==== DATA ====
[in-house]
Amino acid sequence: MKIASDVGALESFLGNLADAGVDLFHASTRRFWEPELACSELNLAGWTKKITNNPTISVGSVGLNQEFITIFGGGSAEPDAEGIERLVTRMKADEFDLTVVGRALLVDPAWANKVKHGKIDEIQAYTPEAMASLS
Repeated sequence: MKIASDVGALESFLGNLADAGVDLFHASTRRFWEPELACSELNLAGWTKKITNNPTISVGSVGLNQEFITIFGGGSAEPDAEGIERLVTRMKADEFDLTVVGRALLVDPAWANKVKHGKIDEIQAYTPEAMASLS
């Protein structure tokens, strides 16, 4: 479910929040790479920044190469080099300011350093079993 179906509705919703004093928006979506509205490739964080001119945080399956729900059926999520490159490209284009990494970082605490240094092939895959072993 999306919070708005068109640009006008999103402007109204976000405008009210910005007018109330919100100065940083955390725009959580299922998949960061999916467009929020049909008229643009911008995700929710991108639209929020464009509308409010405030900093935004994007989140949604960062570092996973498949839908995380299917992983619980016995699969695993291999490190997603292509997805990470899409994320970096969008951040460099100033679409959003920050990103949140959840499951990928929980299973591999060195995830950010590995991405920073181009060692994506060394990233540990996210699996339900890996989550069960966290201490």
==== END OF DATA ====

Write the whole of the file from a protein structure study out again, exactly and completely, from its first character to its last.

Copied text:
[in-house]
Amino acid sequence: MKIASDVGALESFLGNLADAGVDLFHASTRRFWEPELACSELNLAGWTKKITNNPTISVGSVGLNQEFITIFGGGSAEPDAEGIERLVTRMKADEFDLTVVGRALLVDPAWANKVKHGKIDEIQAYTPEAMASLS
Repeated sequence: MKIASDVGALESFLGNLADAGVDLFHASTRRFWEPELACSELNLAGWTKKITNNPTISVGSVGLNQEFITIFGGGSAEPDAEGIERLVTRMKADEFDLTVVGRALLVDPAWANKVKHGKIDEIQAYTPEAMASLS
């Protein structure tokens, strides 16, 4: 479910929040790479920044190469080099300011350093079993 179906509705919703004093928006979506509205490739964080001119945080399956729900059926999520490159490209284009990494970082605490240094092939895959072993 999306919070708005068109640009006008999103402007109204976000405008009210910005007018109330919100100065940083955390725009959580299922998949960061999916467009929020049909008229643009911008995700929710991108639209929020464009509308409010405030900093935004994007989140949604960062570092996973498949839908995380299917992983619980016995699969695993291999490190997603292509997805990470899409994320970096969008951040460099100033679409959003920050990103949140959840499951990928929980299973591999060195995830950010590995991405920073181009060692994506060394990233540990996210699996339900890996989550069960966290201490």